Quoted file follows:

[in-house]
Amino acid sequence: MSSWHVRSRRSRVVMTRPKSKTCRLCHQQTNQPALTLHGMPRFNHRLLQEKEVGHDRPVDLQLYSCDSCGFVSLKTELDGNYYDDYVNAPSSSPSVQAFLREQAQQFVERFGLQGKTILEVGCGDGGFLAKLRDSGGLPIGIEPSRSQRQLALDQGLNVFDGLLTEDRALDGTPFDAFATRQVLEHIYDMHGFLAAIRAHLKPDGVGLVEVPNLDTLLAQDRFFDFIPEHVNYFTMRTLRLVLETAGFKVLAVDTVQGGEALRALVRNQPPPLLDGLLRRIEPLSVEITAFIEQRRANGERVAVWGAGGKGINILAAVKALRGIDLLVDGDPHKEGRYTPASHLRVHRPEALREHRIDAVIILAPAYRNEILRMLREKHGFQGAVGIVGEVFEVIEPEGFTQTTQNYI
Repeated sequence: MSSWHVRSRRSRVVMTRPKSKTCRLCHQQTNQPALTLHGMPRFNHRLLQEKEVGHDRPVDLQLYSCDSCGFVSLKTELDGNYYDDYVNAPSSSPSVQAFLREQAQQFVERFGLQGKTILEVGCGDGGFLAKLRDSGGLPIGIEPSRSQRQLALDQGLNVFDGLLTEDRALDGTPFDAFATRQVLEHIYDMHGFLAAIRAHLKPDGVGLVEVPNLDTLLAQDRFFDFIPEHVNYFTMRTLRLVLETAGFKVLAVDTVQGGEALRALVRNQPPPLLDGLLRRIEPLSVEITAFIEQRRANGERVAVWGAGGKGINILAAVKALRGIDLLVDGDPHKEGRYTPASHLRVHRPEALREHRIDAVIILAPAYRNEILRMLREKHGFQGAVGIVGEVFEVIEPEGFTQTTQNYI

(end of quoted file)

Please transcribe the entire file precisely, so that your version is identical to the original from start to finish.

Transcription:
[in-house]
Amino acid sequence: MSSWHVRSRRSRVVMTRPKSKTCRLCHQQTNQPALTLHGMPRFNHRLLQEKEVGHDRPVDLQLYSCDSCGFVSLKTELDGNYYDDYVNAPSSSPSVQAFLREQAQQFVERFGLQGKTILEVGCGDGGFLAKLRDSGGLPIGIEPSRSQRQLALDQGLNVFDGLLTEDRALDGTPFDAFATRQVLEHIYDMHGFLAAIRAHLKPDGVGLVEVPNLDTLLAQDRFFDFIPEHVNYFTMRTLRLVLETAGFKVLAVDTVQGGEALRALVRNQPPPLLDGLLRRIEPLSVEITAFIEQRRANGERVAVWGAGGKGINILAAVKALRGIDLLVDGDPHKEGRYTPASHLRVHRPEALREHRIDAVIILAPAYRNEILRMLREKHGFQGAVGIVGEVFEVIEPEGFTQTTQNYI
Repeated sequence: MSSWHVRSRRSRVVMTRPKSKTCRLCHQQTNQPALTLHGMPRFNHRLLQEKEVGHDRPVDLQLYSCDSCGFVSLKTELDGNYYDDYVNAPSSSPSVQAFLREQAQQFVERFGLQGKTILEVGCGDGGFLAKLRDSGGLPIGIEPSRSQRQLALDQGLNVFDGLLTEDRALDGTPFDAFATRQVLEHIYDMHGFLAAIRAHLKPDGVGLVEVPNLDTLLAQDRFFDFIPEHVNYFTMRTLRLVLETAGFKVLAVDTVQGGEALRALVRNQPPPLLDGLLRRIEPLSVEITAFIEQRRANGERVAVWGAGGKGINILAAVKALRGIDLLVDGDPHKEGRYTPASHLRVHRPEALREHRIDAVIILAPAYRNEILRMLREKHGFQGAVGIVGEVFEVIEPEGFTQTTQNYI